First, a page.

Avastin was the first anti-angiogenesis therapy approved by the U.S. Food and Drug Administration (FDA). It was approved in combination with intravenous (IV) 5-fluorouracil (FU)-based chemotherapy for first-line treatment of patients with metastatic carcinoma of the colon or rectum in February 2004, and for second-line treatment in June 2006. Avastin is not indicated for adjuvant treatment of colon cancer.
Avastin, in combination with chemotherapy, is the first and only FDA-approved biologic therapy proven to extend overall survival in first- and second-line metastatic colorectal cancer (mCRC). In the pivotal Phase III study, Avastin showed the longest reported overall survival in any first-line clinical trial of patients with mCRC.1
Avastin is a therapeutic antibody (not chemotherapy) specifically designed to bind to and inhibit the vascular endothelial growth factor (VEGF) protein, a potent source of angiogenesis. Angiogenesis is a process that connects tumors to the blood supply.3 By inhibiting VEGF, Avastin may interfere with the blood supply to a tumor, which is thought to be critical to a tumor's ability to grow and spread in the body (metastasize). The effects of Avastin on tumor blood vessels may also enhance the delivery of chemotherapy drugs to the cancer.4-6
The Avastin FDA approval for first-line treatment of patients with metastatic carcinoma of the colon or rectum is based on data from two trials. The pivotal trial was a large, placebo-controlled, randomized study that demonstrated a prolongation in the median survival of patients treated with Avastin plus the IFL (IV 5-FU/Leucovorin/CPT-11) chemotherapy regimen by approximately five months, compared to patients treated with the IFL chemotherapy regimen alone (20.3 months versus 15.6 months). The study showed that Avastin-treated patients had a 52 percent improvement in overall survival compared to chemotherapy alone (based on a hazard ratio of 0.66). In addition, this study demonstrated an improvement in progression-free survival (PFS) of more than four months (10.6 months in the Avastin/IFL arm compared to 6.2 months in the IFL-alone arm).1 In clinical trials for MCRC, the following side effects occurred more often in people receiving Avastin plus chemotherapy than in people receiving chemotherapy alone: nosebleeds, hypertension (high blood pressure), proteinuria (too much protein in the urine, a possible sign of kidney malfunction). Additional side effects included weakness, pain, diarrhea, and leukopenia (a reduced white blood cell count).
The second-line approval for Avastin is based on results of a randomized, controlled, multicenter Phase III trial (E3200) of 829 patients with advanced or metastatic colorectal cancer who had received previous treatment with irinotecan and IV 5-FU as initial therapy for metastatic disease or as adjuvant therapy. The study showed that patients who received Avastin plus the IV 5-FU-based chemotherapy regimen known as FOLFOX4 (oxaliplatin/5-FU/leucovorin) had a 25 percent reduction in the risk of death (based on a hazard ratio of 0.75), the primary endpoint, which is equivalent to a 33 percent improvement in overall survival, compared to patients who received FOLFOX4 alone. Median survival for patients receiving Avastin plus FOLFOX4 was 13.0 months, compared to 10.8 months for those receiving FOLFOX4 alone.1 People who took Avastin with chemotherapy had a higher risk of stroke or heart problems (blood clots) compared with people taking chemotherapy alone. Additional serious side effects seen in patients who took Avastin with chemotherapy include severe hypertension, kidney malfunction, and nervous system and vision disturbances, and neutropenia (a reduced white blood cell count that may increase the chance of developing an infection).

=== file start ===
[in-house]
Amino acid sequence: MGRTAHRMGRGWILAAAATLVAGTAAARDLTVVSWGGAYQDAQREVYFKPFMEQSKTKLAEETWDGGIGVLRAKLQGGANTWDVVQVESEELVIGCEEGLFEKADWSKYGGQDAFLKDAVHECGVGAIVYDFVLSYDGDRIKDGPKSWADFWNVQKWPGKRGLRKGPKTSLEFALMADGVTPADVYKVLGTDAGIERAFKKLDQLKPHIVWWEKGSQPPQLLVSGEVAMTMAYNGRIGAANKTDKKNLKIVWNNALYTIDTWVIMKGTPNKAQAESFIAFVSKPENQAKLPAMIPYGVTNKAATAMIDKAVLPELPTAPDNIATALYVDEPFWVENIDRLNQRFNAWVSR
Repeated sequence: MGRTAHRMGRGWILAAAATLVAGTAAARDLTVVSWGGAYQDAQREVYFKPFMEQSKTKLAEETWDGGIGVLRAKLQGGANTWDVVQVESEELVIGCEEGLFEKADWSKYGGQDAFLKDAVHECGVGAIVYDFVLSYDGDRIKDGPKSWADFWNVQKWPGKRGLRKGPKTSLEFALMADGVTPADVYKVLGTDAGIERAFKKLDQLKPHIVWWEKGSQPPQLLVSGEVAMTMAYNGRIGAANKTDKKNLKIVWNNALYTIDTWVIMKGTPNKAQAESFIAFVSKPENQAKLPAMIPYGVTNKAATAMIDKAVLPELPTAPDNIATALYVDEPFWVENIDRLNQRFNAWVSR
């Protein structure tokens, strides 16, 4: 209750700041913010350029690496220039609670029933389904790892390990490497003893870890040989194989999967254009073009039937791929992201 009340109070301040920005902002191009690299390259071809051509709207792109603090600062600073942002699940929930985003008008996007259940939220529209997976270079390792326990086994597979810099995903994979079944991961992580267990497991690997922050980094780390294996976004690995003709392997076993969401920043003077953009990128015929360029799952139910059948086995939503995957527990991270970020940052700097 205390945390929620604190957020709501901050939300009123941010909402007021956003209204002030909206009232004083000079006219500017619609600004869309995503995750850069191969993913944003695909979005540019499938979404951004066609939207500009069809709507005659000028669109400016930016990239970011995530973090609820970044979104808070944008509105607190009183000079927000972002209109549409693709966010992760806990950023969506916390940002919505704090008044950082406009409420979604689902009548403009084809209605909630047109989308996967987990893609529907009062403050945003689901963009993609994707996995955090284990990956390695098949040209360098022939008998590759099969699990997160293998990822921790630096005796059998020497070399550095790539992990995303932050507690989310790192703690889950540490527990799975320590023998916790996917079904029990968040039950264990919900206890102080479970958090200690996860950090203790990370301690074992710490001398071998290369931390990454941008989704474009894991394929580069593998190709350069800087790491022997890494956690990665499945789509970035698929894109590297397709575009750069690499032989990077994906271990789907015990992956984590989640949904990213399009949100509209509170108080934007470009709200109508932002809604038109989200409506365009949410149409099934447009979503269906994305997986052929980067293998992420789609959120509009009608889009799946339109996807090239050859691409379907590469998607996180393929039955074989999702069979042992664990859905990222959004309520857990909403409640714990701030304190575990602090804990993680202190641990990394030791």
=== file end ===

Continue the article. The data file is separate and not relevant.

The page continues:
The National Comprehensive Cancer Network (NCCN) recommends Avastin plus intravenous 5FU-based chemotherapy as a first-line treatment option for advanced colorectal cancer, the second leading cause of cancer deaths in the U.S.7
Possible serious side effects
Everyone reacts differently to Avastin therapy. So it’s important to know what the side effects are. Although some people may have a life-threatening side effect, most do not. Your doctor will stop treatment if any serious side effects occur. Be sure to contact your health care team if there are any signs of these side effects.
Most serious side effects (not common, but sometimes fatal):
Other possible serious side effects
Side effects seen most often
In clinical studies across different types of cancer, some patients experienced the following side effects:
Avastin is not for everyone
Talk to your doctor if you are:
If you have any questions about your condition or treatment, talk to your doctor.
You may report side effects to the FDA at 1-800-FDA-1088 or www.fda.gov/medwatch. You may also report side effects to Genentech at 1-888-835-2555.
Please see full Product Information, including Serious Side Effects, for additional important safety information.
Based on data showing that VEGF may play a broad role in a range of cancers, a global development program for Avastin currently includes more than 450 clinical trials in more than 30 different tumor types, including early-stage cancers. It is also being studied in combination with other targeted therapy agents in the absence of chemotherapy.
2 American Cancer Society. "Leading Sites of New Cancer Cases and Deaths - 2007 Estimates." Available at http://www.cancer.org/acs/groups/content/@nho /documents/document/globalfactsandfigures2007rev2p.pdf. Accessed May 7, 2007.